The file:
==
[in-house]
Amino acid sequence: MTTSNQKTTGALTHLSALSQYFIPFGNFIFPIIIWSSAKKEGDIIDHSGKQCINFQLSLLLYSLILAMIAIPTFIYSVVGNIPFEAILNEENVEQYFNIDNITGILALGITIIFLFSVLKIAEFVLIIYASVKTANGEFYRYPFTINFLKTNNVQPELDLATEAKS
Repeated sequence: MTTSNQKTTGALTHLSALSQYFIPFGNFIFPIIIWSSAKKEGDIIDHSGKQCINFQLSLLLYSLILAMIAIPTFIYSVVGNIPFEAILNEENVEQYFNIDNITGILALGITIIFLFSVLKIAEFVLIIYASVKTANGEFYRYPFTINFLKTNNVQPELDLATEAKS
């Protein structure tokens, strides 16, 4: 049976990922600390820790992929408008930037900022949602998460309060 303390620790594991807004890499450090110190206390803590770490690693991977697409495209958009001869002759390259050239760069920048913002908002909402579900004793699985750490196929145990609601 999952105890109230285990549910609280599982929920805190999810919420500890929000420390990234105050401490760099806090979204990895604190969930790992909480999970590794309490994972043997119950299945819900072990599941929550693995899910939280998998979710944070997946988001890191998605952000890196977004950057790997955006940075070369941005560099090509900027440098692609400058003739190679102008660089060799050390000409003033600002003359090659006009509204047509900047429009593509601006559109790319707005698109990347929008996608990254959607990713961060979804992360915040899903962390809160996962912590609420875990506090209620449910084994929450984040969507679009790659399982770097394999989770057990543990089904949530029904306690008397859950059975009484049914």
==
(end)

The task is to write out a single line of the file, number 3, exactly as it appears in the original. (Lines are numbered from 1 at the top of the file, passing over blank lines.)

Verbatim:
Repeated sequence: MTTSNQKTTGALTHLSALSQYFIPFGNFIFPIIIWSSAKKEGDIIDHSGKQCINFQLSLLLYSLILAMIAIPTFIYSVVGNIPFEAILNEENVEQYFNIDNITGILALGITIIFLFSVLKIAEFVLIIYASVKTANGEFYRYPFTINFLKTNNVQPELDLATEAKS